You reimagine “Smells Like Teen Spirit” on the album Imaginary (which is timely considering Nevermind turns 30-years-old in 2021.) What inspired you to create this energetic version of the grunge classic? And do you remember the first time you heard the song?
When the original song came out, I was blown away by Nirvana’s energy and attitude. “Smells Like Teen Spirit: has always been my favorite track. Recording a cover was a challenging process as a guitarist. But I have the confidence to approach recording cover tracks by incorporating my own style and sounds. With the guitar, the beat, and the way I sing – I tried to reimagine the track as fans don’t want to hear the same arrangement as the original. I think by doing something different, something surprising, something fresh, then that’s how I show my respect for the writers, the creators, and the artists. I hope Kurt Cobain enjoys our version.
You also recorded a version of P.O.D.’s “Youth of the Nation” with Trio Irons. What led to this collaboration? (Also, I appreciate the recreation of Jimi Hendrix’s version of “The Star-Spangled Banner” in the song.)
Around the time we recorded this version was the year that so many young people were marching in the streets. In Japan, our youth became active in climate change, politics, and other conflicts. I thought it was really important to amplify their voices, so we got the melody from the original song and recreated it. The two versions of this song are links to their respective generations. With Troi, she’s a great singer, and we met in LA. She performed with me on stage several times during my previous tours. She’s a very expressive and special singer. The way Troi sings elevated this track to a new level. I especially love the scenery in youth, young people chanting this song all together.
It might just be me, but Imaginary has a very uplifting vibe. It’s hard to imagine anyone listening to this and being sad afterward. Even the softer moments seem hopeful. Was that a goal – to make a positive, hopeful album?
This is what I was telling my team. I didn’t want to be too dark and gloomy with the songs on this album. We have some dark tracks, but I didn’t want to add others. My role is to uplift people, bring energy to people, and share good times with people. I just wanted to make something energetic, positive, and futuristic. Also, since these days, I am into e-sports as well as VR and other digital mediums – I wanted to express myself with my audience by bringing a cutting-edge vibe to the music while making it more uplifting.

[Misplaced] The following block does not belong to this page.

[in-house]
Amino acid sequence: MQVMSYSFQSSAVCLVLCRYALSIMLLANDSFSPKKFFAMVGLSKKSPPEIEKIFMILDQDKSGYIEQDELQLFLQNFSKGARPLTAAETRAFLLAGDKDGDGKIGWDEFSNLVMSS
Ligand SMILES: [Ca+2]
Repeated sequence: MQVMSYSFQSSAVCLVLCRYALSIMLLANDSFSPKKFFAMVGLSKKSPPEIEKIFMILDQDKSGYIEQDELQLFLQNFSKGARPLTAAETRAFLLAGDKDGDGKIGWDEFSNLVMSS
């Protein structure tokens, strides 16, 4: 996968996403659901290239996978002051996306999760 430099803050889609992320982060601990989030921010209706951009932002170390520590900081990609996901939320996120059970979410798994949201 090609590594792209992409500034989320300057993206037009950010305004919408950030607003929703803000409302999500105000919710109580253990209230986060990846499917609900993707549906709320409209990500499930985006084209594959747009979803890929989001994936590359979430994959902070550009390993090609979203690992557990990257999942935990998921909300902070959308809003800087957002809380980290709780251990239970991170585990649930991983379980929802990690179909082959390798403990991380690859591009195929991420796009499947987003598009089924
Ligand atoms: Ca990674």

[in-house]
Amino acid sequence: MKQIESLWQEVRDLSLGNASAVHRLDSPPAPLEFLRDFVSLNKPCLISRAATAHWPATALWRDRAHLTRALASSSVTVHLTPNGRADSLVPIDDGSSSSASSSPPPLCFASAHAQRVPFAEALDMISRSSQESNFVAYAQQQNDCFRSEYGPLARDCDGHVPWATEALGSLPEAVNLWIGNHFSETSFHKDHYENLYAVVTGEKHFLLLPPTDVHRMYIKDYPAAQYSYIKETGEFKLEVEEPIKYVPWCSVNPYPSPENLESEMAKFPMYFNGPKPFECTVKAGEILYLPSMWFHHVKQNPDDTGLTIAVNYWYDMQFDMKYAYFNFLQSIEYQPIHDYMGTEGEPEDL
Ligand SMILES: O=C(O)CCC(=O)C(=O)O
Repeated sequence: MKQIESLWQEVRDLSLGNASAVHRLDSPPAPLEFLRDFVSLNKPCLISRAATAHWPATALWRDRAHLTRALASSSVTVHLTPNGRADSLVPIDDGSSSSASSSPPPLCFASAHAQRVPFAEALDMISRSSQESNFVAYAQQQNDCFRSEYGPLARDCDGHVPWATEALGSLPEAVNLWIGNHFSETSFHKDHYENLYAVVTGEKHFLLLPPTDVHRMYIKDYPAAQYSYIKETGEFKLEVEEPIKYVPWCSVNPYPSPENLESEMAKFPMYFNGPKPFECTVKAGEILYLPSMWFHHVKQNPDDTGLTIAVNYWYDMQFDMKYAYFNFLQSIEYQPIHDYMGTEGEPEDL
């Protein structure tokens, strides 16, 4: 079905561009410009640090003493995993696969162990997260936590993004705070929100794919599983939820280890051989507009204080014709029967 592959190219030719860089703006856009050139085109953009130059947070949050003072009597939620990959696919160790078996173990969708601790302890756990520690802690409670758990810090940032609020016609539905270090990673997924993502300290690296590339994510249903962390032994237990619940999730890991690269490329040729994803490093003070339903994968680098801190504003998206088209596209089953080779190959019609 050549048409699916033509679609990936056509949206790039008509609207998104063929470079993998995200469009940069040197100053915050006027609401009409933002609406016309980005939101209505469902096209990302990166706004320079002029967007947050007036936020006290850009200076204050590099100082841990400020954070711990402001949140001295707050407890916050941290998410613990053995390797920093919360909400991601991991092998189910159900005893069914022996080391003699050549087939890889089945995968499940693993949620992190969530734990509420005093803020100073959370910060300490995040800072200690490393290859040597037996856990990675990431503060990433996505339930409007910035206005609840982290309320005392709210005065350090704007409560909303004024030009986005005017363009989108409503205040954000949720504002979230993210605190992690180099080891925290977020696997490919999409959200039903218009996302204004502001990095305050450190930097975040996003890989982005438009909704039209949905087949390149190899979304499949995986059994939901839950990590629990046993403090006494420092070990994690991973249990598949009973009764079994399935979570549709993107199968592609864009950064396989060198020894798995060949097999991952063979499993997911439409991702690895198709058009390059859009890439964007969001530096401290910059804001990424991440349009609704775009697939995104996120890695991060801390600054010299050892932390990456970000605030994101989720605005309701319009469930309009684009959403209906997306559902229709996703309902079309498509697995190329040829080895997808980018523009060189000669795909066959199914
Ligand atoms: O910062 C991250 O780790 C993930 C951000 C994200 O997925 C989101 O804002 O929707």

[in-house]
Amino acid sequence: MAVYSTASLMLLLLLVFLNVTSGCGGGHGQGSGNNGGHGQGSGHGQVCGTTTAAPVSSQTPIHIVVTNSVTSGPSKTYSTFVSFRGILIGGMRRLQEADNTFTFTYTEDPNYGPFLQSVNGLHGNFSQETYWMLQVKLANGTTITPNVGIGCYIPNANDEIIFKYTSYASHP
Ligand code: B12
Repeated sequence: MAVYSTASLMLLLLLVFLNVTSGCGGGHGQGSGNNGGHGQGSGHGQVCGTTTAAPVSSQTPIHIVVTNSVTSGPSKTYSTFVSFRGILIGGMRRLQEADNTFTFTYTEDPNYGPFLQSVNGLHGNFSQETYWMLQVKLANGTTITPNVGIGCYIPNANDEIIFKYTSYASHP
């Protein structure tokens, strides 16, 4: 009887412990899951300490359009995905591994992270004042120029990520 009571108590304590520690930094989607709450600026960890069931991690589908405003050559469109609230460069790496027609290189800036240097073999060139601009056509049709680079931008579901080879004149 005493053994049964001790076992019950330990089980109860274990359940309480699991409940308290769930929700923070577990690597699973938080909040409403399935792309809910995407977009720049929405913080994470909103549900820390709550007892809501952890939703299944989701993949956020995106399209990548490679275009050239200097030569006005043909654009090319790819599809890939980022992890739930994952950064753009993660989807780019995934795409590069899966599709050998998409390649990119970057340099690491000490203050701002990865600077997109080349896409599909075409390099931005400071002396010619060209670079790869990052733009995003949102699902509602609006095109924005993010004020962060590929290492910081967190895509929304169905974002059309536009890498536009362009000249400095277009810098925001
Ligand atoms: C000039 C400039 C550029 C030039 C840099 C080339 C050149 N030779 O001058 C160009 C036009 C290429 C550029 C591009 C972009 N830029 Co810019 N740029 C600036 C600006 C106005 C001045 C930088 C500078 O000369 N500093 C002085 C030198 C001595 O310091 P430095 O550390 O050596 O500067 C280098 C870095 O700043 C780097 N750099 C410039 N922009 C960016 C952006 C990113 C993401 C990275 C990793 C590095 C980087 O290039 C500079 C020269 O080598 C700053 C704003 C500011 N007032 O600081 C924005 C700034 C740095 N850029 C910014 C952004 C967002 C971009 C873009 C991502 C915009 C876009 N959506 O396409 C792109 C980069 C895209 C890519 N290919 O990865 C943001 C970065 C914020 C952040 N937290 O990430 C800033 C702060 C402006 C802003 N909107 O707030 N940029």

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You’re incredibly prolific. You’ve released at least one major project each year since 2015 – including 2020’s Holy Nights. What drives you to be so active?
I don’t know. Actually, I’m not trying to be that active, especially with the kids and my new baby that was born this year. The time I spend with my family is also very important. But as I said, we were initially planning to release two albums last year. I think it’s the Japanese people’s work ethic. Also, it’s a great thing that there are fans from all over the world who love the music I make, and thanks to them, I’ve been able to try new things when being so active. Which allows me to dip my hand into music, acting, and fashion.
This September, you’re setting out on a 19-city/20 show tour in North America. What are your thoughts heading into this tour?
It’s thrilling even with the pandemic. After this tour, I might need to have another quarantine when I come back to Japan, but it’s my honor to be in the U.S. to perform. I’m so grateful to perform, to meet the fans, and see the audience at concerts. Especially now, everything is remote, and that’s a hard fact that we’ve had to deal with. After the pandemic, I think virtual experiences will remain, but at the same time, it’s great to meet people in person. If there’s an opportunity to travel and perform, then I’d like to do that anytime for my fans.
Imaginary is out now.